What Sports Do You Play? Actually, My Major Is Mathematics: Experiencing STEM as a Woman of African Descent

What Sports Do You Play? Actually, My Major Is Mathematics: Experiencing STEM as a Woman of African Descent

Natasha N. Ramsay-Jordan (University of West Georgia, USA)
DOI: 10.4018/978-1-5225-8870-2.ch003
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Although many different cultures contribute richly to the development of mathematics, many research scholars promote Western and Eurocentric perspectives of mathematics as dominant forces in mathematics history, texts, curriculum, and instruction. This absence of diverse mathematicians has worked to shape current negative narratives surrounding people of color in science, technology, engineering, and mathematics (STEM). Particularly, women of African descent remain underrepresented in STEM, comprising only 1.6% of STEM professionals with bachelor's degrees, and only 1.4% of those with doctoral degrees. Marked by the intersection of systemic and institutionalized racism and gender oppression, these women, experience “double bind” challenges. Using the author's personal story, she explores these challenges to highlight how institutionalized racism and sexism permeated her mathematics-STEM experience. Lastly, approaches of how to navigate, discretely and indiscreetly, the underrepresentation of young girls and women of color in STEM are offered.
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Studying Mathematics As A Woman Of African Descent: Perceptions And Negotiated Experiences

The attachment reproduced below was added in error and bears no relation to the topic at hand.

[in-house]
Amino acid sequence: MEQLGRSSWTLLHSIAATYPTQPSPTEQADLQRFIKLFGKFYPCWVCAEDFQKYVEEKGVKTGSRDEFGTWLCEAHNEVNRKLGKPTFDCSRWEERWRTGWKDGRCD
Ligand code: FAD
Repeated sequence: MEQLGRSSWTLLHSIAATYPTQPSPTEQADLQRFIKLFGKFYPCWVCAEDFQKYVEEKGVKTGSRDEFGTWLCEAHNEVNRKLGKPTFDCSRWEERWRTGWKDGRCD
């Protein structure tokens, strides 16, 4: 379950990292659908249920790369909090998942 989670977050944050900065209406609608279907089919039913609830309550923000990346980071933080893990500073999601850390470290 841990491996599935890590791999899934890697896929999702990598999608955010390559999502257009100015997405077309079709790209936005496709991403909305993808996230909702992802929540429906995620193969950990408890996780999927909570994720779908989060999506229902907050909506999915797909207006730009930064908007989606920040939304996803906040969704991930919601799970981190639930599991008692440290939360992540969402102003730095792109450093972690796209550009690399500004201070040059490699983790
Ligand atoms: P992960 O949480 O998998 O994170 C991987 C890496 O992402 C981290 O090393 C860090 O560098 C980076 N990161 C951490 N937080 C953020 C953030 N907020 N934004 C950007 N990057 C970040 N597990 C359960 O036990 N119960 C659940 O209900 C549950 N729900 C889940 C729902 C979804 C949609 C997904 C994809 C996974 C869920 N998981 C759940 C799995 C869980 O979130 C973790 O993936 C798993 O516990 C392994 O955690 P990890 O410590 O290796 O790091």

One week after graduating from high school I started college. I opted to attend a college that would present a different outlook on life. I wanted to attend a college far away from the hustle and bustle of New York City. I wanted something different. I applied and was accepted to the University of Nebraska-Lincoln. In many ways I stood out in Nebraska, but I was a student of Dr. Frank M. Mickens, and as a result I could be, and do anything. Although the great teacher leadership qualities of both my mother and Dr. Mickens were infectious, my journey on becoming that ‘anything’ would not be an easy feat. Nebraska’s demographics reminded me daily that I was the ‘other’. With a total population of 1.92 million, less than 18% of Nebraskans are people of color with African descendants comprising less than 4%. This was evidenced, in each of my mathematics classrooms where I found myself being the only woman of color, one of few women, and the only Afro-Caribbean. Throughout my years at UNL, the race and gender unbalance became my reality.

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